In the past, I’ve photographed several Japanese gardens, and even St. Lawrence University’s own North Country Japanese Garden, but I’ve never been able to capture it like this before. From my quadcopter’s vantage point, I captured the geometry of Sykes Hall and the North Country Japanese Garden in the grids of streets and campus paths.
Canton’s bars are pretty specific in their target markets: bars for students, or for locals, or for the staff of the local schools. There’s not a lot of overlap. The Buccaneer Lounge, housed in the blue and white building at the lower right of today’s quadcopter photo, was the favorite hangout of faculty. The bar closed this winter, and (as with many third spaces) it will be missed.
The Bay Area seems to experience seasons at a different pace from much of the rest of the country. Summer is a month-long period from mid-August through mid-September, fall lasts from October through March, and the summer goes from April until August. Winter (as the East Coast understands it) isn’t a part of the equation. Being back in fall, then, has me reminiscing about fall in the North Country, with leaves starting to dot the ground and the Blue Hour arriving sooner.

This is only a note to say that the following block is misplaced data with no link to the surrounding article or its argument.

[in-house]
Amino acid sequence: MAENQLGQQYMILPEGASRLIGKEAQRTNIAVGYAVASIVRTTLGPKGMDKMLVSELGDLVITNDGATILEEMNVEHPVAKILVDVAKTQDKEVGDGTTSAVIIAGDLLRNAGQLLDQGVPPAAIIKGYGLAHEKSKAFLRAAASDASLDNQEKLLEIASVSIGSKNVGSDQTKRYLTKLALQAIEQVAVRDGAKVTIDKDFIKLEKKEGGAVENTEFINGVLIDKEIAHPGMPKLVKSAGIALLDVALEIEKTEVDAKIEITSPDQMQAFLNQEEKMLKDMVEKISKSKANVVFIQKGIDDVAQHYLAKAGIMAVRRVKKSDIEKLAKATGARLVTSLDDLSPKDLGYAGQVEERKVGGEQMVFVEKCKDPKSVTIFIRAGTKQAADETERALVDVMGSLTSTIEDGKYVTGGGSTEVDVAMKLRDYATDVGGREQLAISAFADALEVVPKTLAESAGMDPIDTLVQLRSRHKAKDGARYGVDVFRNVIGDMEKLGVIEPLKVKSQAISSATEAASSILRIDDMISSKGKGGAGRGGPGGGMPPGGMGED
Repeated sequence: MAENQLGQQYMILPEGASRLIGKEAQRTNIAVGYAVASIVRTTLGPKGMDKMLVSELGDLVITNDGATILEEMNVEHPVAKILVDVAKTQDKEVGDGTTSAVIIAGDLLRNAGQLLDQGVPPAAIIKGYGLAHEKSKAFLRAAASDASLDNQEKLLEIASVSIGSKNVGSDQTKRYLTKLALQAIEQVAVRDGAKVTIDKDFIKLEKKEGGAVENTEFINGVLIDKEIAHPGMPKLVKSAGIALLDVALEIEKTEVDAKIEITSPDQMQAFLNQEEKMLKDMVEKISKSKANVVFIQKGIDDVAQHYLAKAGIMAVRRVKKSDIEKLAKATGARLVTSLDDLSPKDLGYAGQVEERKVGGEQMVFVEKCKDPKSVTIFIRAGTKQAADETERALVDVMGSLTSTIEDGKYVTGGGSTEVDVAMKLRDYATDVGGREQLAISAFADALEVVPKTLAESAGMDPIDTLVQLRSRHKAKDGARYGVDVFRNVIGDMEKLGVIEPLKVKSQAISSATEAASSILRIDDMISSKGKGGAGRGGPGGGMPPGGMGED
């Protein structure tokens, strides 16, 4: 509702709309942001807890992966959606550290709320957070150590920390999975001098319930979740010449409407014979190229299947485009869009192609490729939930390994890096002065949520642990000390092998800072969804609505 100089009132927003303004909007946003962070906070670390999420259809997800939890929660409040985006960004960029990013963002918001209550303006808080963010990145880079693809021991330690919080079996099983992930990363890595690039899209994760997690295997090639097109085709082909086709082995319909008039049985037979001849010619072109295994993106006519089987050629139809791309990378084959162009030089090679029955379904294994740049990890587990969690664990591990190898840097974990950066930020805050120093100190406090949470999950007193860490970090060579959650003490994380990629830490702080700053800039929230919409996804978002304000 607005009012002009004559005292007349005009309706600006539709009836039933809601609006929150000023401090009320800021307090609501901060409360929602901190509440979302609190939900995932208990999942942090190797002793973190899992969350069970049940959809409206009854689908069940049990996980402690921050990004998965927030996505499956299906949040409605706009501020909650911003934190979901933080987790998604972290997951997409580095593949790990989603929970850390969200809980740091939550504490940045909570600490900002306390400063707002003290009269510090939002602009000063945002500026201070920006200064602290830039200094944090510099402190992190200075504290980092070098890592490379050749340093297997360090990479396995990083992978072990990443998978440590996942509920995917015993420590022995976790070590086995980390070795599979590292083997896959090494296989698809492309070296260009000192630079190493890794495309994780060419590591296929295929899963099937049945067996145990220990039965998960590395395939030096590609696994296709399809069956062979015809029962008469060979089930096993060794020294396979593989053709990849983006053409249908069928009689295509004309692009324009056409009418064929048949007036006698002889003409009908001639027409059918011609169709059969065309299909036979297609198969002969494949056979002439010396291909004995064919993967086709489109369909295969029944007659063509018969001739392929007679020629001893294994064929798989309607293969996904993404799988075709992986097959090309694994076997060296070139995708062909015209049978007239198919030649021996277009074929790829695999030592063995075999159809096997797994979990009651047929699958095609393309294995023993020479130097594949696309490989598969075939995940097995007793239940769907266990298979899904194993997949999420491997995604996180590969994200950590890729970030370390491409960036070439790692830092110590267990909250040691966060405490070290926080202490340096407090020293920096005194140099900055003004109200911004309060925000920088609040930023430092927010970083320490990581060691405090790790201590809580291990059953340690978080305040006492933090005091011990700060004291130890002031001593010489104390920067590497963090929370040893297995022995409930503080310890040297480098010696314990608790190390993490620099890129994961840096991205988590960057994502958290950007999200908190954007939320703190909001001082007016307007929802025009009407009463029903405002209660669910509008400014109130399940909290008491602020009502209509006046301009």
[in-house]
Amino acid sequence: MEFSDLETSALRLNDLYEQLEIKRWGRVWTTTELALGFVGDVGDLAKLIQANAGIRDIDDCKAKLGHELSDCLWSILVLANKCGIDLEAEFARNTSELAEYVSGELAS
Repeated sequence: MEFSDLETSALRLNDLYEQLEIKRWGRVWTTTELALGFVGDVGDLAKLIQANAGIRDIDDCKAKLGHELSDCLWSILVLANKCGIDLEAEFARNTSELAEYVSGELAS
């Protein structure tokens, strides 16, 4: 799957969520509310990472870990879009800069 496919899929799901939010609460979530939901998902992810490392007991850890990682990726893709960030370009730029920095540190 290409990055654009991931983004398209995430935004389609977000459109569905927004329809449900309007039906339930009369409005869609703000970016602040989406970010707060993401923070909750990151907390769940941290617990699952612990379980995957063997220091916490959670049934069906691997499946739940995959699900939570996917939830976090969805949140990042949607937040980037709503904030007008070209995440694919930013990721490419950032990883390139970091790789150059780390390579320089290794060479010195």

Berkeley’s undergraduate student population is still mostly gone for winter break, leaving UCB’s campus to resemble St. Lawrence’s during Fall Break in October. The empty-ish parking lots might be bleak, but at least it’s easy to get a table at lunch time.
And one final bonus from that fall weekend: a most dramatic and exciting picture of a most unexciting car. I present to you: the World’s Most Interesting Toyota RAV-4.
The overnight low was –16ºF, meaning that my robotic exploration of the skies has been put on pause for the moment. Back on those crisp fall days, though, there was nothing better than putting up the quadcopter and surveying St. Lawrence’s facilities. The riding stables and fields are one of the best places to spend a Friday afternoon, whether on the ground or in the air.